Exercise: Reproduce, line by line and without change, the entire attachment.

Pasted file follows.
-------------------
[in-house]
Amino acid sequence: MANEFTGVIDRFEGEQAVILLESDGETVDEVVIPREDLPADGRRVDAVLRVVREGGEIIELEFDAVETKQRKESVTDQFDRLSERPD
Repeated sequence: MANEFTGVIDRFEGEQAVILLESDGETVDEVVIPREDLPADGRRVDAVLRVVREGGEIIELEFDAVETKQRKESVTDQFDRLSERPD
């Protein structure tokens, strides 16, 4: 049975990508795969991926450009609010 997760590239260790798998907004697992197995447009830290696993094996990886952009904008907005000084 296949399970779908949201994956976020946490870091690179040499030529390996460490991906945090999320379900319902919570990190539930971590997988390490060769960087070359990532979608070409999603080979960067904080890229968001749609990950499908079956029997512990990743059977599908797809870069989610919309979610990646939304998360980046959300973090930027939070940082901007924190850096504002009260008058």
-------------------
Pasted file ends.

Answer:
[in-house]
Amino acid sequence: MANEFTGVIDRFEGEQAVILLESDGETVDEVVIPREDLPADGRRVDAVLRVVREGGEIIELEFDAVETKQRKESVTDQFDRLSERPD
Repeated sequence: MANEFTGVIDRFEGEQAVILLESDGETVDEVVIPREDLPADGRRVDAVLRVVREGGEIIELEFDAVETKQRKESVTDQFDRLSERPD
């Protein structure tokens, strides 16, 4: 049975990508795969991926450009609010 997760590239260790798998907004697992197995447009830290696993094996990886952009904008907005000084 296949399970779908949201994956976020946490870091690179040499030529390996460490991906945090999320379900319902919570990190539930971590997988390490060769960087070359990532979608070409999603080979960067904080890229968001749609990950499908079956029997512990990743059977599908797809870069989610919309979610990646939304998360980046959300973090930027939070940082901007924190850096504002009260008058």